Keeping Buildings at Their Best

Campbell Mechanical Services, Inc.

As building technology advances, maintaining buildings and their infrastructure gets more challenging. Ohio-based Campbell Mechanical Services, Inc. has serviced and upgraded HVAC, plumbing and electrical infrastructure for over 50 years.

Still proudly in the family, Campbell Mechanical Services traces its origins to founder Ken Campbell, who started a small plumbing operation in 1968. “My grandpa started the company in his garage in Sylvania, Ohio, and my grandmother was a teacher,” recalls current Principal and Owner Kris Campbell.

Yet despite its origins in plumbing contracting and its subsequent expansion into a full-service construction firm, Campbell eventually switched the company’s focus to service and preventative maintenance. The beginnings may have been humble, but Campbell is now an established industry leader in HVAC, plumbing, and building efficiency throughout the central Great Lakes region.

The low price myth
For Campbell’s leadership, the decision to switch from installation to maintenance was simple. Chief Executive Officer Bob Eaton says, “In the construction business, you’re dealing typically with low price.” Eaton displays strong feelings on the matter. “Low price typically wins the work, and that’s not a good long-term strategy for the customer.”

He explains that Campbell has never focused on ‘lowest bid’ contracts, or moved from one project to another. Instead, the company wants to develop long-term relationships with its customers. “When you look at our business, we’ve got several customers to this day that we have service agreements with, and I’ve been here over 31 years now,” he reports proudly. “We’ve got several customers that we’re still doing business with, from a service and preventative maintenance standpoint.”

Campbell switched from construction to service and preventative maintenance in 1982, officially closing its construction division in 1992. In the intervening years, Campbell has thoroughly grown into its role. In Eaton’s mind, the present-day operation is a far better model for customer satisfaction and retention: “The customer gets to focus on their core business, as opposed to worrying about their HVAC or mechanical systems.”

Long-term view
Chief Financial Officer Pete Vavrinek, who was hired by Ken Campbell and has worked with all three Campbell Generations, agrees that Campbell’s maintenance focus enhances its development of long-term relationships with customers. “We are investing in these businesses,” he explains. “It’s very different from ‘build and walk away.’ We are committed and working alongside our customer base.” Pete continued that the company offers guaranteed contracts, including installation, service and repairs in one price. “That’s the partnership,” he sums up. “We want it to run, because it costs us money if it doesn’t, and you want it to run, for your operation.”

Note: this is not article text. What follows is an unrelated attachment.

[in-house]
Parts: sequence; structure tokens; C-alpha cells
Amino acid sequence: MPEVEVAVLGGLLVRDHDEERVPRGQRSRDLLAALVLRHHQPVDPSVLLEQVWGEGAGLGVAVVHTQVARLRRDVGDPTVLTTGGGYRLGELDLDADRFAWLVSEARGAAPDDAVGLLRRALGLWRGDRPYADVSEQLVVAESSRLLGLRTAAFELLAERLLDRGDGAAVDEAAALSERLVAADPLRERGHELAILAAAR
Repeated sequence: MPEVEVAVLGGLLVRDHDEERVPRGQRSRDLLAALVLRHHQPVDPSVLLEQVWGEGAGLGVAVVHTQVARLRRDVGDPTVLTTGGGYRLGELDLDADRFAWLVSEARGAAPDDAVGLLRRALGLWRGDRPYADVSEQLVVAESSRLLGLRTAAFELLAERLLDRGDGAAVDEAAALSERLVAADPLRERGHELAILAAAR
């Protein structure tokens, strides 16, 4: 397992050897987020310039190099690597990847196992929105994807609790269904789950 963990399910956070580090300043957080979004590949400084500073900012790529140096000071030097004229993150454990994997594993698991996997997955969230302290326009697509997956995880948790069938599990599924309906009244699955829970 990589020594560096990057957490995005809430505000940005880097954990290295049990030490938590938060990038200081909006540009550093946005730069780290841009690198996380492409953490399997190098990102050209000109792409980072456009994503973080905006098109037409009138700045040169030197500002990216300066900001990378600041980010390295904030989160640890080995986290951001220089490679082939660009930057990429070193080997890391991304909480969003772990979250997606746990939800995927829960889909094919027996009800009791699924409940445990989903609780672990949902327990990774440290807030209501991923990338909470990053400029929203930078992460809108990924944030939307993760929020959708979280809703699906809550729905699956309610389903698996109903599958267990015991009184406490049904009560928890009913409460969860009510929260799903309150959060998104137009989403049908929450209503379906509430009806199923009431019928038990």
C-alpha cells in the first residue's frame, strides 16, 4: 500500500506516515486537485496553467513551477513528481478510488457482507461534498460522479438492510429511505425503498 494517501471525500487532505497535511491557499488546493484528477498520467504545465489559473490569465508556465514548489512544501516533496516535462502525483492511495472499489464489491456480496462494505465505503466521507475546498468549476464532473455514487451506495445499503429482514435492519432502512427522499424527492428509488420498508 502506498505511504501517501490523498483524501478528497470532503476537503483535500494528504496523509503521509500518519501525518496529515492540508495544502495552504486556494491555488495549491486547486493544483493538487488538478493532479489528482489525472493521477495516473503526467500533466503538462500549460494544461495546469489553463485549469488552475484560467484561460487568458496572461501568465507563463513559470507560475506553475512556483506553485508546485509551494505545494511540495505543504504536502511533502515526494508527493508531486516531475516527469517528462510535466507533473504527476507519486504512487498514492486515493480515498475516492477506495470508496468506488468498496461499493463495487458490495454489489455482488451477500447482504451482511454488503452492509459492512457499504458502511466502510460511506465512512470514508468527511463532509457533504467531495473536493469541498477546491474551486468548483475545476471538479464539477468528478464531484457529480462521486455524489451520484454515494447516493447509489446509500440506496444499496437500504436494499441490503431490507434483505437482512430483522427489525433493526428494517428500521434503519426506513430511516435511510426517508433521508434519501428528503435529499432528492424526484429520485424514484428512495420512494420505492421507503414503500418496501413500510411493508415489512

Despite its impressive maintenance track record, Campbell has concentrated on working within its existing customer base. “The one thing that we focus on here is doing what we do best,” Kris explains. While having established a firm customer base, Campbell is now enhancing its building automation offerings and advancing its plumbing services, including more specialized plumbing contracts such as drain-line jetting and other innovative procedures.

Steady growth
On top of its steady organic growth, Campbell recently acquired the Cleveland-based Enterprise Corporation. Both companies are part of the Linc Service™ network, a collection of more than 150 HVAC contractors across 13 countries. Linc Service is itself part of construction and maintenance giant ABM. This mutual membership has allowed the companies to develop a close working relationship over decades. “My father knew their owner, I knew their owner, the previous owner even knew my grandfather,” Kris Campbell recalls. “We’ve always had a connection.” So when the owner of Enterprise was ready to retire, Campbell stepped up.

With such a historically close working relationship, the acquisition came naturally to Campbell. “It was a natural fit because of how we run our business,” Kris explains, describing how Enterprise has long employed business practices similar to Campbell’s own. “It just made a lot of sense.”

In addition, he says the company was once again ready for expansion, having last done so with its facility in Ann Arbor, Michigan in 1992. “We wanted to do more.” Thanks to the two companies’ close working relationship, the acquisition has been smooth and largely painless.